After teaching Anthropology of Reproduction at 12noon, I sat down with my Kashi Pesto Pasta Primavera for lunch and read this article on the NYT: "Nursing Bras That Show Mothers in More Than ‘Work Mode’."
On the one hand, I am all for recognizing the woman in the mother and letting the girls get dressed up. Why should nursing bras be unattractive and otherwise unappealing to wear?
On the other hand, I find statements like this a tad irritating:
“As soon as you have the baby, nobody looks at you anymore,” Ms. Dimond said. “This is to treat yourself.”
I wish that the woman in the mother did not place quite so much significance in being looked at.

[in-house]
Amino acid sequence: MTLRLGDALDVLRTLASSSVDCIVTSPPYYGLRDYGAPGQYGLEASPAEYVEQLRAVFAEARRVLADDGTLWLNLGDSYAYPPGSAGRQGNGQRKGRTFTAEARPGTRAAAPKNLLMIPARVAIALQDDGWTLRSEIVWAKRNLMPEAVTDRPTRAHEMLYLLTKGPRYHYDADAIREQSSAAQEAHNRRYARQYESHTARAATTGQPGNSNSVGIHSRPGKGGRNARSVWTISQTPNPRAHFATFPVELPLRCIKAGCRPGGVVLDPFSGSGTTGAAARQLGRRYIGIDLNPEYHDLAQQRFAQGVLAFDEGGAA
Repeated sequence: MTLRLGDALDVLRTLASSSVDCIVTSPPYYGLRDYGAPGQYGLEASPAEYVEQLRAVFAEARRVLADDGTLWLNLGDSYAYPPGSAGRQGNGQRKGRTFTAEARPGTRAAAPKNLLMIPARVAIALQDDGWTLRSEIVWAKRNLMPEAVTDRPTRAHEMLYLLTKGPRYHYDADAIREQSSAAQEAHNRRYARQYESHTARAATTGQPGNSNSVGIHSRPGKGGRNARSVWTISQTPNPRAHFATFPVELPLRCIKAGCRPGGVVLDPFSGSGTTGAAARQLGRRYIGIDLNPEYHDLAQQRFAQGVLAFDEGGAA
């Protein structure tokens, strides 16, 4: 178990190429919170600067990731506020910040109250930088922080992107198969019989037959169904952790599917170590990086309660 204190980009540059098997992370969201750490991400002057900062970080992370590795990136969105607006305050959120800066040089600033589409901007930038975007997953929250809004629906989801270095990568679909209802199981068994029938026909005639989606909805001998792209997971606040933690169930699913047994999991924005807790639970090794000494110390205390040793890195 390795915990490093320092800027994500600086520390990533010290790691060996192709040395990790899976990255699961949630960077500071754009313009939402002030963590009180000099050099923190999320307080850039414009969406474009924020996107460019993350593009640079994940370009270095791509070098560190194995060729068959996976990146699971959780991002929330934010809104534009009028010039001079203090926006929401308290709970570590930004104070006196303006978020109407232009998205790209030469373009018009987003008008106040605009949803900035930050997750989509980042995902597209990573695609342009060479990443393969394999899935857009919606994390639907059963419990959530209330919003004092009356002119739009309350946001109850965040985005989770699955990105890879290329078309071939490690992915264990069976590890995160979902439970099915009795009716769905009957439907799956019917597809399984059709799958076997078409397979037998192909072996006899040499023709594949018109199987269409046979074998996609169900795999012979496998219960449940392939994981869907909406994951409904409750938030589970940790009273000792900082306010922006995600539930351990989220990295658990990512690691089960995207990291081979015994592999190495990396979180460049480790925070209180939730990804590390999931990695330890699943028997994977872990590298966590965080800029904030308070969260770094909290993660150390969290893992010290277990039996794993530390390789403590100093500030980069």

Even more troubling is this statement:
“Another driver is the rapid growth in size, influence and power of online mommy culture.”
As a parenthropologist, I could go on and on about the referencing of "mommy" and "culture," but the point that I wish to make is about commodification. To a certain extent, breastfeeding can be said to exist "outside" market economics (or at least is constructed to be free and "pure" of all that, which itself can have consequences both positive and negative for women who "succeed" or "fail" to breastfeed...) The making of a new market of glam and sexy nursing bras appears to me an attempt to commercialize what previously had been apparently uncommercializable. You cannot sell or buy the milk itself, but you can produce and consume commercial goods that accompany breastfeeding. You can make a commodity of the experience of breastfeeding.
It is true that women's breasts themselves long have been fetishized and commodified. The fact that lactating women's breasts, too, now are subject to it all... Is this really progress?